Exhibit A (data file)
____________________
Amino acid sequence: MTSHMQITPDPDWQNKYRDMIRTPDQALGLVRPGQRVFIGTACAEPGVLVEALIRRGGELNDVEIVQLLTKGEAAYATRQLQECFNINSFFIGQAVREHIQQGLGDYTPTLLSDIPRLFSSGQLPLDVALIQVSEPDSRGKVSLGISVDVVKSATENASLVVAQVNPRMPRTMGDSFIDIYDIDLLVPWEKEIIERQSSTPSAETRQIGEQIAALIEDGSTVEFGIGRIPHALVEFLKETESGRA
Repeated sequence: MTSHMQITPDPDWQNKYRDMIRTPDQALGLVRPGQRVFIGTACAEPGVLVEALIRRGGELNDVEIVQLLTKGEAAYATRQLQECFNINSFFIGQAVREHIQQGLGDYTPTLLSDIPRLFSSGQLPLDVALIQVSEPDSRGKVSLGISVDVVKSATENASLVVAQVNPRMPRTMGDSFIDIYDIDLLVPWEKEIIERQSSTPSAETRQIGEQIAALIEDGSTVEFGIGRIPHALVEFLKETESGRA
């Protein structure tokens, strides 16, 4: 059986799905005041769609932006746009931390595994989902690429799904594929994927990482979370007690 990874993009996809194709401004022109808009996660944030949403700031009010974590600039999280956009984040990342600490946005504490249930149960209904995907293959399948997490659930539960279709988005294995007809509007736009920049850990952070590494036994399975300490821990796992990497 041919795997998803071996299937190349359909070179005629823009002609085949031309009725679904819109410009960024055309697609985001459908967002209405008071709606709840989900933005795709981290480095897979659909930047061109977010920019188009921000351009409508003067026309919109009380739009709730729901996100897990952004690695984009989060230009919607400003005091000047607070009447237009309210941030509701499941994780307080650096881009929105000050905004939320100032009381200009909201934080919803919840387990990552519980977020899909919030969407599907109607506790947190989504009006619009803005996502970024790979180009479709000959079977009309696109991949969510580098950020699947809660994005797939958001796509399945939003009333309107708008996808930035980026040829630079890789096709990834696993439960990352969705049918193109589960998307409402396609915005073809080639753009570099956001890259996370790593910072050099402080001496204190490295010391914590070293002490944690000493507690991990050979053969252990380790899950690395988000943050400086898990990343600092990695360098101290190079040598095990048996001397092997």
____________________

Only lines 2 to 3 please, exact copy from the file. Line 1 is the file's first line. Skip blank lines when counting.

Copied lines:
Repeated sequence: MTSHMQITPDPDWQNKYRDMIRTPDQALGLVRPGQRVFIGTACAEPGVLVEALIRRGGELNDVEIVQLLTKGEAAYATRQLQECFNINSFFIGQAVREHIQQGLGDYTPTLLSDIPRLFSSGQLPLDVALIQVSEPDSRGKVSLGISVDVVKSATENASLVVAQVNPRMPRTMGDSFIDIYDIDLLVPWEKEIIERQSSTPSAETRQIGEQIAALIEDGSTVEFGIGRIPHALVEFLKETESGRA
């Protein structure tokens, strides 16, 4: 059986799905005041769609932006746009931390595994989902690429799904594929994927990482979370007690 990874993009996809194709401004022109808009996660944030949403700031009010974590600039999280956009984040990342600490946005504490249930149960209904995907293959399948997490659930539960279709988005294995007809509007736009920049850990952070590494036994399975300490821990796992990497 041919795997998803071996299937190349359909070179005629823009002609085949031309009725679904819109410009960024055309697609985001459908967002209405008071709606709840989900933005795709981290480095897979659909930047061109977010920019188009921000351009409508003067026309919109009380739009709730729901996100897990952004690695984009989060230009919607400003005091000047607070009447237009309210941030509701499941994780307080650096881009929105000050905004939320100032009381200009909201934080919803919840387990990552519980977020899909919030969407599907109607506790947190989504009006619009803005996502970024790979180009479709000959079977009309696109991949969510580098950020699947809660994005797939958001796509399945939003009333309107708008996808930035980026040829630079890789096709990834696993439960990352969705049918193109589960998307409402396609915005073809080639753009570099956001890259996370790593910072050099402080001496204190490295010391914590070293002490944690000493507690991990050979053969252990380790899950690395988000943050400086898990990343600092990695360098101290190079040598095990048996001397092997």